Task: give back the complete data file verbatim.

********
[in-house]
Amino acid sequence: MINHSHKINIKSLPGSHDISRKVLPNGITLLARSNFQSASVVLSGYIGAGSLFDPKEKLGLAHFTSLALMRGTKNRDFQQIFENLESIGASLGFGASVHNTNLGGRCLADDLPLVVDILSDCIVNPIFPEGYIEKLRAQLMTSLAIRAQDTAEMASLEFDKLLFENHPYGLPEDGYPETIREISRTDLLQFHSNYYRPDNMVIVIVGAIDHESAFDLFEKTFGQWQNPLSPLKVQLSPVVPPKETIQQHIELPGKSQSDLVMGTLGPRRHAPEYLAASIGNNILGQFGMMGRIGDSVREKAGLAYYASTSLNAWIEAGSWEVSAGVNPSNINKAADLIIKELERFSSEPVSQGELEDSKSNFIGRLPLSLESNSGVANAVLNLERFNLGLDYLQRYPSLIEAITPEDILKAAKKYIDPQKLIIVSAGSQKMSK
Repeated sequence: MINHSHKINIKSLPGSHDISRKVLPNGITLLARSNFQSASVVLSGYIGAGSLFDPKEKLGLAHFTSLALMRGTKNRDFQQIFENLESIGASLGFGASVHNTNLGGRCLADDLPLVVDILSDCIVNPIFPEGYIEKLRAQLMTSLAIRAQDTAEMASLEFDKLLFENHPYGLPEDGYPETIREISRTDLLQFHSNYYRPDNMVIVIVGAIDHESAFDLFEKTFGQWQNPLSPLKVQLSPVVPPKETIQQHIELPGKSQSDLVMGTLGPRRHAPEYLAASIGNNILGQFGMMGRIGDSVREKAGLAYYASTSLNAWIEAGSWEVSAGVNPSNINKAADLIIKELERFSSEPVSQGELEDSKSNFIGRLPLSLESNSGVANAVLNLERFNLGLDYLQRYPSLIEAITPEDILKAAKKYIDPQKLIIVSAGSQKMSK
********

[in-house]
Amino acid sequence: MINHSHKINIKSLPGSHDISRKVLPNGITLLARSNFQSASVVLSGYIGAGSLFDPKEKLGLAHFTSLALMRGTKNRDFQQIFENLESIGASLGFGASVHNTNLGGRCLADDLPLVVDILSDCIVNPIFPEGYIEKLRAQLMTSLAIRAQDTAEMASLEFDKLLFENHPYGLPEDGYPETIREISRTDLLQFHSNYYRPDNMVIVIVGAIDHESAFDLFEKTFGQWQNPLSPLKVQLSPVVPPKETIQQHIELPGKSQSDLVMGTLGPRRHAPEYLAASIGNNILGQFGMMGRIGDSVREKAGLAYYASTSLNAWIEAGSWEVSAGVNPSNINKAADLIIKELERFSSEPVSQGELEDSKSNFIGRLPLSLESNSGVANAVLNLERFNLGLDYLQRYPSLIEAITPEDILKAAKKYIDPQKLIIVSAGSQKMSK
Repeated sequence: MINHSHKINIKSLPGSHDISRKVLPNGITLLARSNFQSASVVLSGYIGAGSLFDPKEKLGLAHFTSLALMRGTKNRDFQQIFENLESIGASLGFGASVHNTNLGGRCLADDLPLVVDILSDCIVNPIFPEGYIEKLRAQLMTSLAIRAQDTAEMASLEFDKLLFENHPYGLPEDGYPETIREISRTDLLQFHSNYYRPDNMVIVIVGAIDHESAFDLFEKTFGQWQNPLSPLKVQLSPVVPPKETIQQHIELPGKSQSDLVMGTLGPRRHAPEYLAASIGNNILGQFGMMGRIGDSVREKAGLAYYASTSLNAWIEAGSWEVSAGVNPSNINKAADLIIKELERFSSEPVSQGELEDSKSNFIGRLPLSLESNSGVANAVLNLERFNLGLDYLQRYPSLIEAITPEDILKAAKKYIDPQKLIIVSAGSQKMSK